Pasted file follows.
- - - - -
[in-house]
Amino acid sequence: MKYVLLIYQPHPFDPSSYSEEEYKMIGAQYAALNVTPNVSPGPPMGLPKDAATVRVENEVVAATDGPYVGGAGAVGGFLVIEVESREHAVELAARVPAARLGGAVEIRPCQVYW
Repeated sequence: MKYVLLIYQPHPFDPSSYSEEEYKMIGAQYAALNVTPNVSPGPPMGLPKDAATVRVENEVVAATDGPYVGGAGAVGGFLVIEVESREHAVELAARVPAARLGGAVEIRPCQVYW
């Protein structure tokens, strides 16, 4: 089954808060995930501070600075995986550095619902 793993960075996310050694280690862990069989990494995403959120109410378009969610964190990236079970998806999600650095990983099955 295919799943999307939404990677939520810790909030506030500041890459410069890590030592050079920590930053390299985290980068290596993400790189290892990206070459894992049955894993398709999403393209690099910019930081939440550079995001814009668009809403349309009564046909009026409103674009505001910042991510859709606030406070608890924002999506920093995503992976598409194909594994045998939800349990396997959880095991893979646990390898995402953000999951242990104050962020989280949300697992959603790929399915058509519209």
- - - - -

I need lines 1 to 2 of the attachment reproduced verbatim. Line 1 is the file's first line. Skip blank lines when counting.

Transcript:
[in-house]
Amino acid sequence: MKYVLLIYQPHPFDPSSYSEEEYKMIGAQYAALNVTPNVSPGPPMGLPKDAATVRVENEVVAATDGPYVGGAGAVGGFLVIEVESREHAVELAARVPAARLGGAVEIRPCQVYW